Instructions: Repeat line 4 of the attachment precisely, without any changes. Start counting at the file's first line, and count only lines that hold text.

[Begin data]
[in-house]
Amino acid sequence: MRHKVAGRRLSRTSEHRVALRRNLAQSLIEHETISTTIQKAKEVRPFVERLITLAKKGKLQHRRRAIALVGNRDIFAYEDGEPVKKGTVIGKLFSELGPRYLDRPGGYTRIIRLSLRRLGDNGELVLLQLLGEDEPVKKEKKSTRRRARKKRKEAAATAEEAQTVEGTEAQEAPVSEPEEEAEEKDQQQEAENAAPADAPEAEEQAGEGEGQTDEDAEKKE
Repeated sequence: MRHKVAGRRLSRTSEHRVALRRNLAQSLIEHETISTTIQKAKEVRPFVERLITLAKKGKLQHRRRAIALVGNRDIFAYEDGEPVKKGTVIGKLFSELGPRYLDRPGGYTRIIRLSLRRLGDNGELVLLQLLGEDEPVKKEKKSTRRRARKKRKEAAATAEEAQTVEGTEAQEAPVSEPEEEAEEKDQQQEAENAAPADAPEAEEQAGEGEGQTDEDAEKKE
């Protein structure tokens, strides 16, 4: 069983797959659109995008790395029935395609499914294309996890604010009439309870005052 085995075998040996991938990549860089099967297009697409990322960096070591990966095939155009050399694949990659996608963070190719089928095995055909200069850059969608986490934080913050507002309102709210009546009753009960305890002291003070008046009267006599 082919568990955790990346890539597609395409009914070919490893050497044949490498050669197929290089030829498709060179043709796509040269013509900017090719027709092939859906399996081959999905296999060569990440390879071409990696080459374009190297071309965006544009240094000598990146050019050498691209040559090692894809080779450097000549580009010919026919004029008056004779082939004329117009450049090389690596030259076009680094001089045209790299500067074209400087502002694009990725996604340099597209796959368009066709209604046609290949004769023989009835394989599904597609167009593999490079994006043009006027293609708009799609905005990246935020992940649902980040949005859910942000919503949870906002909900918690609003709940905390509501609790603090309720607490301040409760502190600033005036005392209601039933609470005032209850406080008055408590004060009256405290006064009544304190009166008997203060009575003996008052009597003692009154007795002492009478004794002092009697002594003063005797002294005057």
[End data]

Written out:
């Protein structure tokens, strides 16, 4: 069983797959659109995008790395029935395609499914294309996890604010009439309870005052 085995075998040996991938990549860089099967297009697409990322960096070591990966095939155009050399694949990659996608963070190719089928095995055909200069850059969608986490934080913050507002309102709210009546009753009960305890002291003070008046009267006599 082919568990955790990346890539597609395409009914070919490893050497044949490498050669197929290089030829498709060179043709796509040269013509900017090719027709092939859906399996081959999905296999060569990440390879071409990696080459374009190297071309965006544009240094000598990146050019050498691209040559090692894809080779450097000549580009010919026919004029008056004779082939004329117009450049090389690596030259076009680094001089045209790299500067074209400087502002694009990725996604340099597209796959368009066709209604046609290949004769023989009835394989599904597609167009593999490079994006043009006027293609708009799609905005990246935020992940649902980040949005859910942000919503949870906002909900918690609003709940905390509501609790603090309720607490301040409760502190600033005036005392209601039933609470005032209850406080008055408590004060009256405290006064009544304190009166008997203060009575003996008052009597003692009154007795002492009478004794002092009697002594003063005797002294005057």